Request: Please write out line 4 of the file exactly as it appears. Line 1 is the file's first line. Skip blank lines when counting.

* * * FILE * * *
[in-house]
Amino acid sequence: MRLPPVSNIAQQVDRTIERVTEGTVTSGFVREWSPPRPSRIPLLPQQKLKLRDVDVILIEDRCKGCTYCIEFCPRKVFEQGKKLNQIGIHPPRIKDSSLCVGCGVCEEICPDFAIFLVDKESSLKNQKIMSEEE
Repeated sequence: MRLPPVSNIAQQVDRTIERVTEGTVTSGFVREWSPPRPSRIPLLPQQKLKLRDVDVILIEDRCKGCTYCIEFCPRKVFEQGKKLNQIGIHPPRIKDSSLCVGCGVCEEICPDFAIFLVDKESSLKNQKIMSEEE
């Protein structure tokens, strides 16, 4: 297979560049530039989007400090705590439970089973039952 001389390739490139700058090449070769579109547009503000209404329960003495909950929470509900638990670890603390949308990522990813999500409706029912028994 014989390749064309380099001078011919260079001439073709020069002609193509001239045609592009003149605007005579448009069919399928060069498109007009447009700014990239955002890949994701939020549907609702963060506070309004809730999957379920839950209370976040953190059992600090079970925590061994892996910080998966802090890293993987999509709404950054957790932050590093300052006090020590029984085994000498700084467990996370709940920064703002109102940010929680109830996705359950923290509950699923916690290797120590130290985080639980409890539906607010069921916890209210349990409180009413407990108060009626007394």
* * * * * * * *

């Protein structure tokens, strides 16, 4: 297979560049530039989007400090705590439970089973039952 001389390739490139700058090449070769579109547009503000209404329960003495909950929470509900638990670890603390949308990522990813999500409706029912028994 014989390749064309380099001078011919260079001439073709020069002609193509001239045609592009003149605007005579448009069919399928060069498109007009447009700014990239955002890949994701939020549907609702963060506070309004809730999957379920839950209370976040953190059992600090079970925590061994892996910080998966802090890293993987999509709404950054957790932050590093300052006090020590029984085994000498700084467990996370709940920064703002109102940010929680109830996705359950923290509950699923916690290797120590130290985080639980409890539906607010069921916890209210349990409180009413407990108060009626007394």